The goal of treatment is to relieve your pain and stiffness and prevent or delay complications and spinal deformity. Ankylosing spondylitis treatment is most successful before the disease causes irreversible damage to your joints.
Nonsteroidal anti-inflammatory drugs (NSAIDs) — such as naproxen (Naprosyn) and indomethacin (Indocin, Tivorbex) — are the medications doctors most commonly use to treat ankylosing spondylitis. They can relieve your inflammation, pain and stiffness. However, these medications might cause gastrointestinal bleeding.
If NSAIDs aren't helpful, your doctor might suggest starting a biologic medication, such as a tumor necrosis factor (TNF) blocker or an interleukin-17 (IL-17) inhibitor. TNF blockers target a cell protein that causes inflammation in the body. IL-17 plays a role in the body's defense against infection and also has a role in inflammation.
TNF blockers help reduce pain, stiffness, and tender or swollen joints. They are administered by injecting the medication under the skin or through an intravenous line.
The five TNF blockers approved by the Food and Drug Administration (FDA) to treat ankylosing spondylitis are:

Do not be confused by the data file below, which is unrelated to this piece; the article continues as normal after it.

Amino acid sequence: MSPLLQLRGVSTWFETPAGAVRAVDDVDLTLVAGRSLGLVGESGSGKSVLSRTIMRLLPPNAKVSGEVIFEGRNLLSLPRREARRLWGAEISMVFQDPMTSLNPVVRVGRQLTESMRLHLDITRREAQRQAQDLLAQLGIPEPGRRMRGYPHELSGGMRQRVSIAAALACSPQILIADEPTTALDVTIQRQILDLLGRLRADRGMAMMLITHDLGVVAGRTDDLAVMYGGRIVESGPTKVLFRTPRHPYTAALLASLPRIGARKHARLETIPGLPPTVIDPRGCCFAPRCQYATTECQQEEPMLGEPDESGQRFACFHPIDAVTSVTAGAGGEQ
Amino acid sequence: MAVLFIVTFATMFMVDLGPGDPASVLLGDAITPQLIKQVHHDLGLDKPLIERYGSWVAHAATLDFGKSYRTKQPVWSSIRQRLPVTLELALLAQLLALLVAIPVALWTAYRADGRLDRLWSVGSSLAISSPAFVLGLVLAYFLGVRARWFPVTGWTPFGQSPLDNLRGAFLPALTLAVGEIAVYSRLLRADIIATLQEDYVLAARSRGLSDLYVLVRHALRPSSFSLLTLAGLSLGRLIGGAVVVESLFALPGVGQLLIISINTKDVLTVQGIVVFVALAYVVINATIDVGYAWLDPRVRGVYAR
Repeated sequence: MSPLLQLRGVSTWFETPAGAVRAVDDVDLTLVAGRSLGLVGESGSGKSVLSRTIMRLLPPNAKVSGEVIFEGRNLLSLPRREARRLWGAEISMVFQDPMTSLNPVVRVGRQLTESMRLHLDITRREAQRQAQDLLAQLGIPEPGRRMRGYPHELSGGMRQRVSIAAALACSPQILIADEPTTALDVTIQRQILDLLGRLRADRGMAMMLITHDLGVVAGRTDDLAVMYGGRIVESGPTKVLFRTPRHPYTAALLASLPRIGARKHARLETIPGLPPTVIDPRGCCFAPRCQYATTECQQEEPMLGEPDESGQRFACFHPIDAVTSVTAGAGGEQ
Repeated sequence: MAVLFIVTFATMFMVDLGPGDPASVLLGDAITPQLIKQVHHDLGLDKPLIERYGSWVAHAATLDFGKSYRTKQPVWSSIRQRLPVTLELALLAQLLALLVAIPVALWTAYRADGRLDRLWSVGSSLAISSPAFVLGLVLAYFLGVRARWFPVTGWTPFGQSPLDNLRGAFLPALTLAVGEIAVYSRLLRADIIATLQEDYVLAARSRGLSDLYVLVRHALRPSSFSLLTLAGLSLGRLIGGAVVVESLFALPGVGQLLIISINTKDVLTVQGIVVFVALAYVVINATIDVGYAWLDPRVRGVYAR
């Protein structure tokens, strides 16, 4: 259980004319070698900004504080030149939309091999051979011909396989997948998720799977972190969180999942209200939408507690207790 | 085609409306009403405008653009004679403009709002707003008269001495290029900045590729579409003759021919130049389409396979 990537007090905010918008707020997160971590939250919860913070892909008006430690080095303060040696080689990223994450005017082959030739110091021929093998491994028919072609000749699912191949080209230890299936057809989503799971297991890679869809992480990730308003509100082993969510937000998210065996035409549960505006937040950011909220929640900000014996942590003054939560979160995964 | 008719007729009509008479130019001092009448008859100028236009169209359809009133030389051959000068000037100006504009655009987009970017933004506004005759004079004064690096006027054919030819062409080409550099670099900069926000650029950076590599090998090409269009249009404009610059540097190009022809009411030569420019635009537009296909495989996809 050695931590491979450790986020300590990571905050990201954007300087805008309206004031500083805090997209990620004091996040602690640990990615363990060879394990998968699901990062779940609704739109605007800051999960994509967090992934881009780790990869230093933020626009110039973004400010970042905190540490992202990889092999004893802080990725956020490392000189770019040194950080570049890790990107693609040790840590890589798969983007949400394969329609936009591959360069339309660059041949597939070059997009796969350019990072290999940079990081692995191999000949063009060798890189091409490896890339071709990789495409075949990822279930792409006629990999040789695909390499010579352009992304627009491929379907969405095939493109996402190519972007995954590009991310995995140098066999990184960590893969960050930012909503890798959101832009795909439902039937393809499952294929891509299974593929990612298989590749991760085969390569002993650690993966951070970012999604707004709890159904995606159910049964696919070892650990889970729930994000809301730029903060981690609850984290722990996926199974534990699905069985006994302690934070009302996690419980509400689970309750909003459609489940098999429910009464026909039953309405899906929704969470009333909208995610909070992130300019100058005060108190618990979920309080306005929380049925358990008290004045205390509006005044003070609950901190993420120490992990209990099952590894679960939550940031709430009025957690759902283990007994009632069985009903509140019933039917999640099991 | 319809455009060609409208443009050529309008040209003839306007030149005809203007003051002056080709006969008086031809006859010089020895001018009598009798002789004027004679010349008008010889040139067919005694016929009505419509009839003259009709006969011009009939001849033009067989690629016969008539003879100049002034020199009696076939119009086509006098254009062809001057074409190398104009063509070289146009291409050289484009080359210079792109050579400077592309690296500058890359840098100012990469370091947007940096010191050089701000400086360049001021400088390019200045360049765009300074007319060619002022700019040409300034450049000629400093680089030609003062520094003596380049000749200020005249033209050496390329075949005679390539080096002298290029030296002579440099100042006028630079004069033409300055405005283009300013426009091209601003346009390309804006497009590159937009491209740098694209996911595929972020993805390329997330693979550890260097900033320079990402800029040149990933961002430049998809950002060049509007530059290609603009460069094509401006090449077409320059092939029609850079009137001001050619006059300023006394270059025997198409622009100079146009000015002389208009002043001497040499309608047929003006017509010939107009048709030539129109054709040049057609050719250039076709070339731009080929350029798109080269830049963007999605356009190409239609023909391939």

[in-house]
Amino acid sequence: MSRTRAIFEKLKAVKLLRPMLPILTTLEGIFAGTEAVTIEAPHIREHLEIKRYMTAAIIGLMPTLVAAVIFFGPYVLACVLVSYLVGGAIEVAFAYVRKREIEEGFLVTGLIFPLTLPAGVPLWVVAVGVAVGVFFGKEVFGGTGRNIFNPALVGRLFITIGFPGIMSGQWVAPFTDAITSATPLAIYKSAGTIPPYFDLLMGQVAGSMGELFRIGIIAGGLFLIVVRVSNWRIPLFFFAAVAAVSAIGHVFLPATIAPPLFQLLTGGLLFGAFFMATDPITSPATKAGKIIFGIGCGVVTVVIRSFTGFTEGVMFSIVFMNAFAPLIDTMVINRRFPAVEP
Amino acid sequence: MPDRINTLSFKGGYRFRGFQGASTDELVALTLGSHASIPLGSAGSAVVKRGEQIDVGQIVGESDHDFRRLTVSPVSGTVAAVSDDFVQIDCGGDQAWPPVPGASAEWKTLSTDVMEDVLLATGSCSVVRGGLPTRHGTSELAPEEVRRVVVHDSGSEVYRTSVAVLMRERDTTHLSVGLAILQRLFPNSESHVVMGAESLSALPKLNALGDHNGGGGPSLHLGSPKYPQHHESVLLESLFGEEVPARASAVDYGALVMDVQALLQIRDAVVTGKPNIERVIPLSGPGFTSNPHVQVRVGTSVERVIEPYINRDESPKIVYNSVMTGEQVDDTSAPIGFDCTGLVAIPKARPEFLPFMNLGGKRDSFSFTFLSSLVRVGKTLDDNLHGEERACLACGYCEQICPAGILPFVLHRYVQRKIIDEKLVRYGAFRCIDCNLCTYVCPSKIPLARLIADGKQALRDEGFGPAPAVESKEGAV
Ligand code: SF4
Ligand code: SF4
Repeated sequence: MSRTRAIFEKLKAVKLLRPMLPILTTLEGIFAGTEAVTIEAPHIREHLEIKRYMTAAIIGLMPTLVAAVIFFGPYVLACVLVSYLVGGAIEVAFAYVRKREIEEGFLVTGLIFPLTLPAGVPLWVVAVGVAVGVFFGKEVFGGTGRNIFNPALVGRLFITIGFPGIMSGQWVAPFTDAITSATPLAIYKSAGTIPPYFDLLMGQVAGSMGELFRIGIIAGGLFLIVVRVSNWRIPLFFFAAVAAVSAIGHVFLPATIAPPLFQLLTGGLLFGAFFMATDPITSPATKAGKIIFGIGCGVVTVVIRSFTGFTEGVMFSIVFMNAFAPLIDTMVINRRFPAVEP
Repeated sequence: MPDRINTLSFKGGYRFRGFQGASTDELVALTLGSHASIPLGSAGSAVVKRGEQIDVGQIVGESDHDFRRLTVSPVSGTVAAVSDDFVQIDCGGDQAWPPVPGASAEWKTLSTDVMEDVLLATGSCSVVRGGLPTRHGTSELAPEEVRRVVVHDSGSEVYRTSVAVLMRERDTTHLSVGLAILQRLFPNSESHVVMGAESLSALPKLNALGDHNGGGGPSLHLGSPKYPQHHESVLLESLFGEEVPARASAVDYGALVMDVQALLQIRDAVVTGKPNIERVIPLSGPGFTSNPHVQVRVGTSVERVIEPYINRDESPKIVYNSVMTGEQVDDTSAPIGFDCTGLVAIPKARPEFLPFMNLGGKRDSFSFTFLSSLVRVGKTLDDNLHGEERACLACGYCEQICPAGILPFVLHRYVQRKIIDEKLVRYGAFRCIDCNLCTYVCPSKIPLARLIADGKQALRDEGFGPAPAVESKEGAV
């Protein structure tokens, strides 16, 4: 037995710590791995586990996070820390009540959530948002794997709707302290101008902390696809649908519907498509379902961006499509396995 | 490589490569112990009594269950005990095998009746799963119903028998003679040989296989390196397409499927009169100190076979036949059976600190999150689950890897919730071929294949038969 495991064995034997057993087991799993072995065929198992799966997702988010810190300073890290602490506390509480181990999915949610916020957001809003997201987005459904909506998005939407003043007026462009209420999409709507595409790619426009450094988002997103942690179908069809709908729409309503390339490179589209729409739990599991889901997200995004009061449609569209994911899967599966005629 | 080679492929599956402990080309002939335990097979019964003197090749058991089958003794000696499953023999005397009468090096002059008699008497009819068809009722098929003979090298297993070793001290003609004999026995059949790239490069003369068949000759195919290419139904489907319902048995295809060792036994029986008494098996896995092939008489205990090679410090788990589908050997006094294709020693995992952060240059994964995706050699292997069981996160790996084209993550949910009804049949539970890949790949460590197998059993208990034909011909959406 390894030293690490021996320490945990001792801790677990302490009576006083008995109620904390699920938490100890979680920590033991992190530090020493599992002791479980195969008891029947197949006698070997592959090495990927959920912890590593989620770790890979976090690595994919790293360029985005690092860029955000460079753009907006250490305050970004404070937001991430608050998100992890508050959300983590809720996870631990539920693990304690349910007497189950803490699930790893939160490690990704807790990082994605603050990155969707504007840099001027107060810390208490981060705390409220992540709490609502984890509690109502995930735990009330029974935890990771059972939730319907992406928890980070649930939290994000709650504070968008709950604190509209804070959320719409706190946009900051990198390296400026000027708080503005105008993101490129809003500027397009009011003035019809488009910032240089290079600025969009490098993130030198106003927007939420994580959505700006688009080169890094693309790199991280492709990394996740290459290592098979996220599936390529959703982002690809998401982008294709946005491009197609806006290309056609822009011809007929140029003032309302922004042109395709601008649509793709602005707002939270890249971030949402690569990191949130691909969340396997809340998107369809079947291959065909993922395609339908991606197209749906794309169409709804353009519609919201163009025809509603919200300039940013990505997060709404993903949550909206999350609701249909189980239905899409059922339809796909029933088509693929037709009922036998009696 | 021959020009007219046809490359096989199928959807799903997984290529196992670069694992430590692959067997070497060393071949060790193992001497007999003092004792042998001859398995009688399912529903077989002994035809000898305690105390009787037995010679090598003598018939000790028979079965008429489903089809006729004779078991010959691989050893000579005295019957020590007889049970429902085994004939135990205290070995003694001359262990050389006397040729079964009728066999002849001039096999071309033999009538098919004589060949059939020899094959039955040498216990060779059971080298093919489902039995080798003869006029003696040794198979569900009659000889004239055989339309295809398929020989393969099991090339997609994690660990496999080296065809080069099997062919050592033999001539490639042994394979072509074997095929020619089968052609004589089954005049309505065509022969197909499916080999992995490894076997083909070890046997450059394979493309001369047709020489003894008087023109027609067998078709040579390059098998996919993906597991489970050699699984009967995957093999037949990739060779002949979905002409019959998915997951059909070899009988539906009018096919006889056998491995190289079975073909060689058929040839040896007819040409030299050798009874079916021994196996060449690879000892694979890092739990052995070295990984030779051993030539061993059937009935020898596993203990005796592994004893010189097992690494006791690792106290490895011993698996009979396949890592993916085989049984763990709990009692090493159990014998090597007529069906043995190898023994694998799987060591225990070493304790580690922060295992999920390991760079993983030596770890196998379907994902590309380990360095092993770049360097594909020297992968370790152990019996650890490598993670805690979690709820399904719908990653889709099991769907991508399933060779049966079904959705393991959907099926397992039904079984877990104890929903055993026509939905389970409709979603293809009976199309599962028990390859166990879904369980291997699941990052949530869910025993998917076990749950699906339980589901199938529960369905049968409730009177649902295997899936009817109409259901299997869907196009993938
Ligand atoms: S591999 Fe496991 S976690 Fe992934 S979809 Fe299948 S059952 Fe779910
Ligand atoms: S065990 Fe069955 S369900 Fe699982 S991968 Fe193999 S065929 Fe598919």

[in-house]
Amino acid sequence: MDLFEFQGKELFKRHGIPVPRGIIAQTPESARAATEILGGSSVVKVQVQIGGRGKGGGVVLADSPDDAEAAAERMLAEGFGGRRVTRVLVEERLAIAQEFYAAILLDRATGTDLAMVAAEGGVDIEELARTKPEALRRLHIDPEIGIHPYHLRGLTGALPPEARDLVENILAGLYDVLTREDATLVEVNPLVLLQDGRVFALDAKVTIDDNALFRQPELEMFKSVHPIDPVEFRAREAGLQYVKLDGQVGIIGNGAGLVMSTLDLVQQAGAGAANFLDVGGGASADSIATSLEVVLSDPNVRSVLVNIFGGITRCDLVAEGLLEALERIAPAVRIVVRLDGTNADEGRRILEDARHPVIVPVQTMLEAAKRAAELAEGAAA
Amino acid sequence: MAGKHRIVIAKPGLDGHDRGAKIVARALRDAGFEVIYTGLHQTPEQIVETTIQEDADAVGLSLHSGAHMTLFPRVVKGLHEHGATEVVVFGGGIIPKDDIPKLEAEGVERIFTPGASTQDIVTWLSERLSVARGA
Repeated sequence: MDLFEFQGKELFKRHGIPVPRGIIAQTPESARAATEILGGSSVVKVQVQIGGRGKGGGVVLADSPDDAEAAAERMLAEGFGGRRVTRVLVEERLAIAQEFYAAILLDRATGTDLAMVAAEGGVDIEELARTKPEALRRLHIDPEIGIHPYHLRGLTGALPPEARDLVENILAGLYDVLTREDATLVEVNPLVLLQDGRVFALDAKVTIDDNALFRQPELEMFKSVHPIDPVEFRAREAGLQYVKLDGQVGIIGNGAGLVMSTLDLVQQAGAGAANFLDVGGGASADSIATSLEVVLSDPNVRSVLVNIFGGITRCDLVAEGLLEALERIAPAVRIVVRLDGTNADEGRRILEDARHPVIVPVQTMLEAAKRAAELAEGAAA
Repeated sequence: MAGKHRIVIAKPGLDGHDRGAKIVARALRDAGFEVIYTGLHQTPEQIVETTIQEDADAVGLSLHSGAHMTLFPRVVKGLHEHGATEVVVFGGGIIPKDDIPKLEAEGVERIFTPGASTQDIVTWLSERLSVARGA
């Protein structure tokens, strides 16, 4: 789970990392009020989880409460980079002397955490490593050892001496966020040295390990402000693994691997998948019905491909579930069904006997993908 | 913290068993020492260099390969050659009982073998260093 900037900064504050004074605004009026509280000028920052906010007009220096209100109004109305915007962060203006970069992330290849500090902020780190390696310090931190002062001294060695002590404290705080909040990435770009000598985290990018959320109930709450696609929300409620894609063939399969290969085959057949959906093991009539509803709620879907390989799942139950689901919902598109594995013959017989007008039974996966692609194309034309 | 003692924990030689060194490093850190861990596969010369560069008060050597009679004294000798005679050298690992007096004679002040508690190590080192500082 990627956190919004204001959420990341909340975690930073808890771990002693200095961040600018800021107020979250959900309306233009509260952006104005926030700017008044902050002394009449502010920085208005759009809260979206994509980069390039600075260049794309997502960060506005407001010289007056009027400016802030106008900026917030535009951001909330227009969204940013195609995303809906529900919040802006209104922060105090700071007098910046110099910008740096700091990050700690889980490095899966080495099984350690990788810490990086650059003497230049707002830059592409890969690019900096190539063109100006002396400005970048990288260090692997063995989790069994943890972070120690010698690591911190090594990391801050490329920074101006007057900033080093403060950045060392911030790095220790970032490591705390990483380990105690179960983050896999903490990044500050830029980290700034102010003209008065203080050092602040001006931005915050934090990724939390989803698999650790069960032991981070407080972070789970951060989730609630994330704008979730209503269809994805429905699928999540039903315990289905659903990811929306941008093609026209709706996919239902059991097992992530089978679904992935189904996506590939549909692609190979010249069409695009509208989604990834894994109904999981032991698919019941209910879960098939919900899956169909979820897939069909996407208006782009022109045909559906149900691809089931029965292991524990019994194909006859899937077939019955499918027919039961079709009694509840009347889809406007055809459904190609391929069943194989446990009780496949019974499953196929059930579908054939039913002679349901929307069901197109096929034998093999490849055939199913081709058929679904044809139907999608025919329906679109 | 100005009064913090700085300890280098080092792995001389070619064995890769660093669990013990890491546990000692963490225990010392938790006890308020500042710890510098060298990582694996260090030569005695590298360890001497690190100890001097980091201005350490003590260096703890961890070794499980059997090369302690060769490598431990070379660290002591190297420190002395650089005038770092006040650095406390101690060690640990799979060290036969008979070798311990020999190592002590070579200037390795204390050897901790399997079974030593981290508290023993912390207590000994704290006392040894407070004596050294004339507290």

- Adalimumab (Humira)
- Certolizumab pegol (Cimzia)
- Etanercept (Enbrel)
- Golimumab (Simponi)
- Infliximab (Remicade)
IL-17 inhibitors approved by the FDA to treat ankylosing spondylitis include secukinumab (Cosentyx) and ixekizumab (Taltz).
TNF blockers and IL-17 inhibitors can reactivate untreated tuberculosis and make you more prone to infection.
If you're unable to take TNF blockers or IL-17 inhibitors because of other health conditions, your doctor may recommend the Janus kinase inhibitor tofacitinib (Xeljanz). This drug has been approved for psoriatic arthritis and rheumatoid arthritis. Research is being done on its effectiveness for people with ankylosing spondylitis.
Physical therapy is an important part of treatment and can provide a number of benefits, from pain relief to improved strength and flexibility. A physical therapist can design specific exercises for your needs.
Range-of-motion and stretching exercises can help maintain flexibility in your joints and preserve good posture. Proper sleeping and walking positions and abdominal and back exercises can help maintain your upright posture.
Most people with ankylosing spondylitis don't need surgery. However, your doctor might recommend surgery if you have severe pain or joint damage, or if your hip joint is so damaged that it needs to be replaced.